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Interleukin-15 potentiates human natural killer cells to resist tumor-induced suppression through mTOR-regulated metabolic control
© Lundqvist et al. 2015
Published: 4 November 2015
In cancer patients, anti-tumor functions of NK cells are severely impaired by a variety of immunosuppressive mechanisms. Interleukin (IL)-2 and -15 are two essential cytokines regulating the development and function of human natural killer (NK) cells. Here, we compared the role of IL-2 and IL-15 to render resistance of human NK cells to tumor-induced suppression. We found that early-passage melanoma tumor cells strongly inhibited functions of IL-2 activated NK cells through production of prostaglandin E2 (PGE2). Under the same condition, IL-15 activated NK cells could significantly retain the ability to proliferate in vitro durability, in comparison to IL-2-expanded cells. Altogether, our study uncovers distinct properties between IL-2 and IL-15 on primary human NK cells under tumor-induced suppression. It provides evidence that implementation of IL-15 may greatly improve the clinical efficacy of adoptive NK cell therapy for the treatment of human cancers.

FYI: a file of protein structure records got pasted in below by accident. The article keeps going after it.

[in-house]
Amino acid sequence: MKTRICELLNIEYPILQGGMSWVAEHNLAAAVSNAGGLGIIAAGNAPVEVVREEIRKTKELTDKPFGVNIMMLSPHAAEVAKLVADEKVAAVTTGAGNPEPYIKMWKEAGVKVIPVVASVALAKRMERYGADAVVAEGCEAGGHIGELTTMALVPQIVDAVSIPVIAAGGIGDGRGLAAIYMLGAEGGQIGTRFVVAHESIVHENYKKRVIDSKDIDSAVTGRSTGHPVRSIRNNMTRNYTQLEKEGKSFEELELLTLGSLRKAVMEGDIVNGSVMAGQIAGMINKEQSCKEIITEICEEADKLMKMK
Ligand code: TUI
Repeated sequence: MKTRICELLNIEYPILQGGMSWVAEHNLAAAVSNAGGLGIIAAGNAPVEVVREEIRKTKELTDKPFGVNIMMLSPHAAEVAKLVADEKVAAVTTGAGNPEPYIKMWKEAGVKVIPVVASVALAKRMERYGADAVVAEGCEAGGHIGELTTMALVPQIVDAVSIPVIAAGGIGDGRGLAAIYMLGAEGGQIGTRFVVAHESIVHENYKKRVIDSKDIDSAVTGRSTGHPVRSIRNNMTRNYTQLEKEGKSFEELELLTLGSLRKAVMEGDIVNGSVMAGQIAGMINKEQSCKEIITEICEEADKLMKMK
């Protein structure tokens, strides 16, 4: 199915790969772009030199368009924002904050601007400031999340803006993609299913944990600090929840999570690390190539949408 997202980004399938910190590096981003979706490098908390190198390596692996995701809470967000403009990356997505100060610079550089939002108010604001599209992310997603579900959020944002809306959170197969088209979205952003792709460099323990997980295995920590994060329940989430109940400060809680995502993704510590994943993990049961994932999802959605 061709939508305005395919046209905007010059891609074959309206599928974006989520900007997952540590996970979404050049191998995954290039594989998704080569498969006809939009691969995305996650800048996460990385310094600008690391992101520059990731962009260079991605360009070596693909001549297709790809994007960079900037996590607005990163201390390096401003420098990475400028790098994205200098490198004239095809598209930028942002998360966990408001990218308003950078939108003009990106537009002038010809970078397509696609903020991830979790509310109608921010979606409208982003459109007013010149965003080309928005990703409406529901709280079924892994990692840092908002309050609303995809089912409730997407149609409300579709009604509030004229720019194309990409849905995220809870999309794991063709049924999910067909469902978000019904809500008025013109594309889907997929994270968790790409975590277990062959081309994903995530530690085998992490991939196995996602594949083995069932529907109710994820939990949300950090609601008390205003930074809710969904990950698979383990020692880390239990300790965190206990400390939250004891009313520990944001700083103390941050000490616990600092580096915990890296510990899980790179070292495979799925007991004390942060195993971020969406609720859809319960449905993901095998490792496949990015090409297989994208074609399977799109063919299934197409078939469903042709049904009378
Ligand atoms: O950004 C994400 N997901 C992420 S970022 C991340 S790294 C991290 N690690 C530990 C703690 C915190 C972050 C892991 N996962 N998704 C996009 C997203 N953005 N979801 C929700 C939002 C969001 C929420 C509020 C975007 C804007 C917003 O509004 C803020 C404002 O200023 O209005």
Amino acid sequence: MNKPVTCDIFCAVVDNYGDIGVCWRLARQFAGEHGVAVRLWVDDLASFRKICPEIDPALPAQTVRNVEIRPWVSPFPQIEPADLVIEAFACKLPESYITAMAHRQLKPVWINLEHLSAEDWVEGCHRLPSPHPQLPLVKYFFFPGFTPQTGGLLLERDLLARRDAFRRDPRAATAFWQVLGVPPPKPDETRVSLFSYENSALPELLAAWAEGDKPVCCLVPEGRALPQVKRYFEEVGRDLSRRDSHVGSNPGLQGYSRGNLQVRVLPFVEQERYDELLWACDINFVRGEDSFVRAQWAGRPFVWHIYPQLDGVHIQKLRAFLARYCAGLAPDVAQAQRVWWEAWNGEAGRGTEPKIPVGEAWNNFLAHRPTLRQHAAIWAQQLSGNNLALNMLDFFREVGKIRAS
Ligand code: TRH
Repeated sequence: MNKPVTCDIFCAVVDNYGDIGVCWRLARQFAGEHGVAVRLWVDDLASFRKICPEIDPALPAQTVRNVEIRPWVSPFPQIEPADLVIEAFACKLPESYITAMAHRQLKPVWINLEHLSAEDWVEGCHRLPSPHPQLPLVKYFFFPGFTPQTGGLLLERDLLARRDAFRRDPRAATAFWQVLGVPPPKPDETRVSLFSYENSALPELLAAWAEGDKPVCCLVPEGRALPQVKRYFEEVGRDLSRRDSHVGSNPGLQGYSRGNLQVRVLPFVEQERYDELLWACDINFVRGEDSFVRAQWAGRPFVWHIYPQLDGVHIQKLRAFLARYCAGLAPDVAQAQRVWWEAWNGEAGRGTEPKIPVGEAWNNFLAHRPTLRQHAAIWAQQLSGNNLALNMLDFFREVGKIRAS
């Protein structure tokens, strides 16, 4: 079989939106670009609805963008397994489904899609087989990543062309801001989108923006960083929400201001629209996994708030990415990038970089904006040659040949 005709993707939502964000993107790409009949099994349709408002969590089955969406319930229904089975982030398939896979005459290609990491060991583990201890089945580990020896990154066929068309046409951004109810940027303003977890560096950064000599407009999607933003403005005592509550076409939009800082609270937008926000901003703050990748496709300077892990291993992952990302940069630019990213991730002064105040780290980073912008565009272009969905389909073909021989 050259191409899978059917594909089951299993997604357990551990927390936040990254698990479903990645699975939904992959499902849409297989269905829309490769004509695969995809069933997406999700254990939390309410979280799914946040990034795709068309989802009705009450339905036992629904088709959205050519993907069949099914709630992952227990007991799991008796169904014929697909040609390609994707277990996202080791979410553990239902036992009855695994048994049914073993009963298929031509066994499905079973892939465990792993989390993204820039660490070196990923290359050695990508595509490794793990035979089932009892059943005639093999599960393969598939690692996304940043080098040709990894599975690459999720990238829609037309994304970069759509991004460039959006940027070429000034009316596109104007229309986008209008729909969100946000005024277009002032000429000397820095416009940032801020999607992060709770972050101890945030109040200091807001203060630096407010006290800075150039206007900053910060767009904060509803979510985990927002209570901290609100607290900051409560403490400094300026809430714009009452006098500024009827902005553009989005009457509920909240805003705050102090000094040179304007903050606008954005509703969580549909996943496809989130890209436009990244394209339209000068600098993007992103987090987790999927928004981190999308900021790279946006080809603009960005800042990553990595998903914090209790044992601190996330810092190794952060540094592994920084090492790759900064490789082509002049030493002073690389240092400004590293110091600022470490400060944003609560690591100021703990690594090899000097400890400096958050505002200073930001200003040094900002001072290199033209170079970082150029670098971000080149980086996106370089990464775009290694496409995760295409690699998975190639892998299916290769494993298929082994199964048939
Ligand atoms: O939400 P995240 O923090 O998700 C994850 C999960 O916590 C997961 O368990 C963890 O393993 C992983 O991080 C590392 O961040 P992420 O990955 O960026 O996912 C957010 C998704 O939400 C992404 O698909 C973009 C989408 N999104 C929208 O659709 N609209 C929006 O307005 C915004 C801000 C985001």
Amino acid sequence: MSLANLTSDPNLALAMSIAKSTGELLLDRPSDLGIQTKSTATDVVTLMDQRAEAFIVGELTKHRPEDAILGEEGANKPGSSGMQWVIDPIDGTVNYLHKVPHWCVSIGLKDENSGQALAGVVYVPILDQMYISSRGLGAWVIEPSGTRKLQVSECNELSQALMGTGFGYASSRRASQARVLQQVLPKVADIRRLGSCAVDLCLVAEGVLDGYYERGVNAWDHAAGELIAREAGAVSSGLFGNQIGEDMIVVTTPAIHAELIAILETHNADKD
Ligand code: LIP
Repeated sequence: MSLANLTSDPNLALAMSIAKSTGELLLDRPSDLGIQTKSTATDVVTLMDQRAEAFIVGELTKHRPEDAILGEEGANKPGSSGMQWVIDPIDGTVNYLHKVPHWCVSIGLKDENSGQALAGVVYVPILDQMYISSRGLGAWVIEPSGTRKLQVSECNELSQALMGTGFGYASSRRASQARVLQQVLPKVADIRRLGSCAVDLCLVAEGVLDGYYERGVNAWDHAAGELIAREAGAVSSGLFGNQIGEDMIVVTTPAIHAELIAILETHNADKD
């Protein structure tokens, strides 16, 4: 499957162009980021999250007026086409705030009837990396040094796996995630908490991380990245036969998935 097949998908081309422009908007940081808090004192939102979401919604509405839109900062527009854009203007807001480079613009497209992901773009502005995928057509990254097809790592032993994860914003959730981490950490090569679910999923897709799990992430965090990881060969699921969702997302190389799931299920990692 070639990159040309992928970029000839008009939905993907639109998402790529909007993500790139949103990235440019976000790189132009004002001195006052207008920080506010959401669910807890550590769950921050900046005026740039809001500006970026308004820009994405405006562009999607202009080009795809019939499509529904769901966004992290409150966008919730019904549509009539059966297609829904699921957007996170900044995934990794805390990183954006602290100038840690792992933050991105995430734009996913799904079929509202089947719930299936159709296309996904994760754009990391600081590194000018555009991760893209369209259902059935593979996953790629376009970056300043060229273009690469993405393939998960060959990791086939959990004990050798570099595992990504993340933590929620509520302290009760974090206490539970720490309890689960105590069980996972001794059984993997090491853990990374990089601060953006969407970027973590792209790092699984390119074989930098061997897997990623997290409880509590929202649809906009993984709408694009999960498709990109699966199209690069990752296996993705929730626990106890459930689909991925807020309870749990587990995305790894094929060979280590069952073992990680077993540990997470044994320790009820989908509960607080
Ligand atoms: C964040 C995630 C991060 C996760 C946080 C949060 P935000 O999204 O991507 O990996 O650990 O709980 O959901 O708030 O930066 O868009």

This article is published under license to BioMed Central Ltd. This is an Open Access article distributed under the terms of the Creative Commons Attribution License (http://creativecommons.org/licenses/by/4.0), which permits unrestricted use, distribution, and reproduction in any medium, provided the original work is properly cited. The Creative Commons Public Domain Dedication waiver (http://creativecommons.org/publicdomain/zero/1.0/) applies to the data made available in this article, unless otherwise stated.